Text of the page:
Like so many others I'm gloating over Virgil Griffith's new Wikipedia scanner application unmasking the wikipedia whitewashing of corporate, government, and PR interests. Bloggers and journalists are having a field day with it. Technorati shows 762 blog posts on it as I write this. Google shows more than 320,000 web pages. And the wikiscanner home page has an honor role of mainstream news organizations picking up the story.
Go Virgil, well done. Take a deep breath and well-earned pause. Then go after mayflogging.
What's mayflogging? I was hoping you'd ask. It's what Wikipedia calls blog scraping. Copy a blog post, put it onto a temporary blog immersed in ads, and put up a flock of one-day parasite blogs to link to it and move it up in the web searchers. Catch some web searchers, get some clicks, make some money, and disappear. I say we should call it mayflogging. That's "mayfl" for mayfly, and "ogging" for blogging, and the additional "flogging" in the middle because it sounds painful and it should be. The mayfly is an irritating bug that lives for just a day or so and spoils an occasional warm May afternoon by a lake. I'm glad they don't bite but they do fly around your head and irritate the bezeezus out of you, which of course is what these mayfloggers do. The illustration here, from Wikipedia, is a gang of mayflies covering a truck. Click on the image. It doesn't show well here small. It's ugly. So it's a lot like mayfloggers with a post.
It can get ugly very quickly. For example, the search results here to the right, from a Google blog search done today. Every one of the references you see takes a column first published at entrepreneur.com and repeats it word for word, without permission, as bait to get people to go to a temporary blog and click on some advertisements. It's like radar jamming, dozens of listings with those search terms embedded in the copy but no content except clicks for ads, or some article stolen from some other website and repeated ad nauseum to generate click through.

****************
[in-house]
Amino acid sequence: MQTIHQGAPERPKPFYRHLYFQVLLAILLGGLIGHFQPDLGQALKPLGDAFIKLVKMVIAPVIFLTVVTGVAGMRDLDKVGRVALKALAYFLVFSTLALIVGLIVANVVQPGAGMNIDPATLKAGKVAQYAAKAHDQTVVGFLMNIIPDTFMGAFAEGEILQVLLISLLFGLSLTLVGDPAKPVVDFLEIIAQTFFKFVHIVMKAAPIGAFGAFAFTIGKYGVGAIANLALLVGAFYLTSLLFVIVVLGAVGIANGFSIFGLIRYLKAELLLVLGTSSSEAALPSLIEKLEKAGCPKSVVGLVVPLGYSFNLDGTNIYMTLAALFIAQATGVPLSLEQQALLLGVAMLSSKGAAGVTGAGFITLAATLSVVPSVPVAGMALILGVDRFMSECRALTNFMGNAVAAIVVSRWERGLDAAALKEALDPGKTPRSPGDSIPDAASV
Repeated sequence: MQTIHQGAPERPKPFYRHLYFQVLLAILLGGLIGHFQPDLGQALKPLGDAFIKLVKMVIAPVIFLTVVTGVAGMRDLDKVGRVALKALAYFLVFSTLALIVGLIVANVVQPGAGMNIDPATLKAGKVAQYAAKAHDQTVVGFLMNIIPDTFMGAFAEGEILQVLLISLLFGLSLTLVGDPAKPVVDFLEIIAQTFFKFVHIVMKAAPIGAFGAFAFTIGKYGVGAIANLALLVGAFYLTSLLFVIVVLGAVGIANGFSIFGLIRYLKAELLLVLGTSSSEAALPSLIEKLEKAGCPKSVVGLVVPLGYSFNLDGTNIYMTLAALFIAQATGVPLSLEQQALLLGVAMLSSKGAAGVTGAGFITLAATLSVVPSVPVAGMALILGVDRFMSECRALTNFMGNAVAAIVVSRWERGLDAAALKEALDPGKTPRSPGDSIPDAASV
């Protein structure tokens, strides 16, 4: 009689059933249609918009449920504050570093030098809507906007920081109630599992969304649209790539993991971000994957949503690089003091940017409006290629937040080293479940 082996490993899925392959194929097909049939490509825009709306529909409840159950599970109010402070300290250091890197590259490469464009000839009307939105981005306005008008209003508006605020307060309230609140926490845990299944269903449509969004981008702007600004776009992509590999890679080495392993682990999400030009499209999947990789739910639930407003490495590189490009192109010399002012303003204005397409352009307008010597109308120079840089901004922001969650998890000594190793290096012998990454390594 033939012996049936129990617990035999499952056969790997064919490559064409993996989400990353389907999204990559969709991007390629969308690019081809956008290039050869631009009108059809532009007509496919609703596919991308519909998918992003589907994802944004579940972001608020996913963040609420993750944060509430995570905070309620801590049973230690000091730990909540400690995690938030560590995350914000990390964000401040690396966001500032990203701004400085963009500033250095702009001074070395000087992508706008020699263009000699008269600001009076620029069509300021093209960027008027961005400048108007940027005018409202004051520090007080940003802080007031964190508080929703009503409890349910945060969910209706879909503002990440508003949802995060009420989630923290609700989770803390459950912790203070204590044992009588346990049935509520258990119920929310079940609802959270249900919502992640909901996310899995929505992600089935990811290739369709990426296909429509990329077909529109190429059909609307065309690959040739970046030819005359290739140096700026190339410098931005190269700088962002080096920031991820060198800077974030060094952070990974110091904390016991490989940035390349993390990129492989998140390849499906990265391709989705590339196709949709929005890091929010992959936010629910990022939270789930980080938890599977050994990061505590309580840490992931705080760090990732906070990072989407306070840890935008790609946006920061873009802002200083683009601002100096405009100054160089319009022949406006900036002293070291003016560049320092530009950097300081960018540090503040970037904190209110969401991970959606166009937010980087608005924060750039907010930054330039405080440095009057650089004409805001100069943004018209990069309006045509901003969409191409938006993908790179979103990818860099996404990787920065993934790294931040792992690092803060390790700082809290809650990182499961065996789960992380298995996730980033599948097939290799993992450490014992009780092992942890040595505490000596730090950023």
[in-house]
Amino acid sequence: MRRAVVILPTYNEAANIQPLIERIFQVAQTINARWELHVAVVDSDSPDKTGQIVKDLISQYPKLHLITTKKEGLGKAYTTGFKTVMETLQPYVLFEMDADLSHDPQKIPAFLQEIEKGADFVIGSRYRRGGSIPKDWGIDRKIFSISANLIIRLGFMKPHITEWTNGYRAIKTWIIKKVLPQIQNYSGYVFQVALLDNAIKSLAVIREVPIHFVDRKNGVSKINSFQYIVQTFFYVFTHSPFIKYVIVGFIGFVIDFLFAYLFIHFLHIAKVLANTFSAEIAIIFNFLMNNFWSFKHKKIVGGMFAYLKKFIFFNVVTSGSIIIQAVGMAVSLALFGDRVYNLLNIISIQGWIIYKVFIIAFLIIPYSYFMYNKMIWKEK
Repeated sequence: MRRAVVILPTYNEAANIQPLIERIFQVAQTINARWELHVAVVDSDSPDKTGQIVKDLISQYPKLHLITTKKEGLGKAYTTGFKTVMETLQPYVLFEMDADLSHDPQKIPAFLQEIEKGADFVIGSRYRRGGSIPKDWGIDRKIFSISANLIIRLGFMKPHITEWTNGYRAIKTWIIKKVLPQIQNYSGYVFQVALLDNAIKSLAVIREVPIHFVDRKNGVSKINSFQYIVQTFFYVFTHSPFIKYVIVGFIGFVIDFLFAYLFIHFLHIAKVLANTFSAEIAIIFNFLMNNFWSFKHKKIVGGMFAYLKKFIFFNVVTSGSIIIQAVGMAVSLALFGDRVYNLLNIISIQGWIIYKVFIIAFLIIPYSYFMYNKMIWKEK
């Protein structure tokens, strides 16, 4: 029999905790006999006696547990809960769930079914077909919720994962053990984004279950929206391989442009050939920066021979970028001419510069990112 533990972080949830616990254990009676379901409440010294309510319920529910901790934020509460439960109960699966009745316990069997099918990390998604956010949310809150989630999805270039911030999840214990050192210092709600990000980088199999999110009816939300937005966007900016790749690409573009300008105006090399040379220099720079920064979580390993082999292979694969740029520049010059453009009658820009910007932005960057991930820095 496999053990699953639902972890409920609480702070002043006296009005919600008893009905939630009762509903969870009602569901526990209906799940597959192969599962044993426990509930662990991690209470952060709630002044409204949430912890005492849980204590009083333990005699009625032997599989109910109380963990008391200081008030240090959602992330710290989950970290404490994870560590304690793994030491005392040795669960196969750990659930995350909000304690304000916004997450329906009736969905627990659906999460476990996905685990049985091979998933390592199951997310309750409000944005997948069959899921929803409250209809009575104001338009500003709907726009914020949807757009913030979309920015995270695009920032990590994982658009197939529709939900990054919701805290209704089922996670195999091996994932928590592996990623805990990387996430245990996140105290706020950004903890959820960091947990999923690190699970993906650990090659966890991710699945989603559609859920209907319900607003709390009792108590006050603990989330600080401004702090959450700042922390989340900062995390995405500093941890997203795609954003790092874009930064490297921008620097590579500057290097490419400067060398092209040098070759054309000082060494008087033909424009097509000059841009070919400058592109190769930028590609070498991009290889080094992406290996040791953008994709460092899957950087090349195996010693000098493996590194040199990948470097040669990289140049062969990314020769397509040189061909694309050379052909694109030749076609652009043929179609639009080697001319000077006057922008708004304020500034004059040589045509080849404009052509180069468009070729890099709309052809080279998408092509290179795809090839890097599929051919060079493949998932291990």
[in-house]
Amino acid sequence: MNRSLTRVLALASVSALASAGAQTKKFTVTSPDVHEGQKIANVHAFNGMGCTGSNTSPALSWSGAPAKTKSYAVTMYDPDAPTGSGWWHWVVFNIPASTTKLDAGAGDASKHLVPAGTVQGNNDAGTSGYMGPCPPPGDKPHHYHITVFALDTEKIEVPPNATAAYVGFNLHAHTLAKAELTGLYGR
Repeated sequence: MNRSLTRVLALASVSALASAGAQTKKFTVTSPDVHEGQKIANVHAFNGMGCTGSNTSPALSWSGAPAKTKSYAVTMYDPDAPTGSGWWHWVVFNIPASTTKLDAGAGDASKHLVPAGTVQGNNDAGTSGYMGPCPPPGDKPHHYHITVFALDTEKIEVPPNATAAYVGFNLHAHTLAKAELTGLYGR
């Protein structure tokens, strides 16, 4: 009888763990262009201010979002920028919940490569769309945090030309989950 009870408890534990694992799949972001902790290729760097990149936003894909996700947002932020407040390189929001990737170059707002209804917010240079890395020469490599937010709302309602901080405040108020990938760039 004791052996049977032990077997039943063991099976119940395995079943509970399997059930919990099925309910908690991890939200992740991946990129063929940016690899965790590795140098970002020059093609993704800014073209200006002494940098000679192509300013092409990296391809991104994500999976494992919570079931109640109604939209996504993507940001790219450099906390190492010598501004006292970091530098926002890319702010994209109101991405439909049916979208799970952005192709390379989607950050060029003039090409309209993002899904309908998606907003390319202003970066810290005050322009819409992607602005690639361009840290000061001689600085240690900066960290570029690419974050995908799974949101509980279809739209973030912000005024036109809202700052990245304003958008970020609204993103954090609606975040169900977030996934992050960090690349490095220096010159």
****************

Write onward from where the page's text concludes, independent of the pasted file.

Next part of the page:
Why do you care? First because this is commercial pollution, it fouls blog searches with sludge. Think of the swamp gunk fouling up those Internet tubes. It eats up infrastructure and interferes with searching. Second because they're stealing your time. Third, if you're posting at all, they are stealing your content. Yes, as you've probably already guessed, I wrote the the entrepreneur.com article they're stealing in my example here.
Here's how it works: You write a piece and publish it or have it published somewhere. It looks like it will attract people looking for that topic in the search engines. These blog scrapers pick it up and copy it onto a blogs, surrounding it with ads. Then they create, using software designed to make that simple, dozens of instant blogs using a free blogging tool like Google's blogger. Those new blogs link to the target ad-soaked blog and push it up in the searchers. Then when normal people search for "sales forecast" they find the ad-soaked blog, which is using your work without permission, and, in many cases, against your interest. You probably don't like to see your soulful post surrounded by trashy ads. And when it comes right down to it, nobody asked you, but it's your work they're using.
I've seen my work surrounded by all kinds of creepy ads. Usually its canned rehash business plans, just a useless twist on sample plans; but last week I saw my sales forecast article surrounded by ads for singles, supposedly available women in my home town. That's a strange piece of sludge marketing, to be sure. I'd like to object, but, like the mayfly that lives annoyingly for just a single day, these blogs are gone two days later. Maybe Virgil can make the mayfloggers accountable.
Cnet has a piece this month on how blogger Lorelle Van Fossen reacts to mayflogging. They call it "please don't steal this web content."
What's to do about it? Governments obviously can't help. Google is apparently working on it, but it's a tough case because google's free blogger facility is one of the frequently used tools of the mayfloggers. And how do they distinguish between an interesting new blog and a mayflog? Should the Google blog search algorithms discount something for just-created blogs with only a couple of posts? The techorati blog search does something like that with what it calls an authority rating for a blog, but the mayfloggers get into Technorati too.
Lorelle VanFossen is passionate. An author, travel writer and nature photographer, she also has a popular blog about, well, blogging. Her pet peeve is online plagiarism, which she encounters nearly every day.
"It's one of my favorite subjects," she said. "I make my living from my writing, and when people take it because they are ignorant of copyright laws--or think that because it's on the Internet, it's free--it makes me really mad. It's stealing content, in my mind."
Unmasking the mayfloggers won't solve the problem, but it would help. I'm rooting for Virgil Griffiths, or anybody else out there with that kind of combination of know-how and initiative.
Follow Tim Berry on Twitter: www.twitter.com/Timberry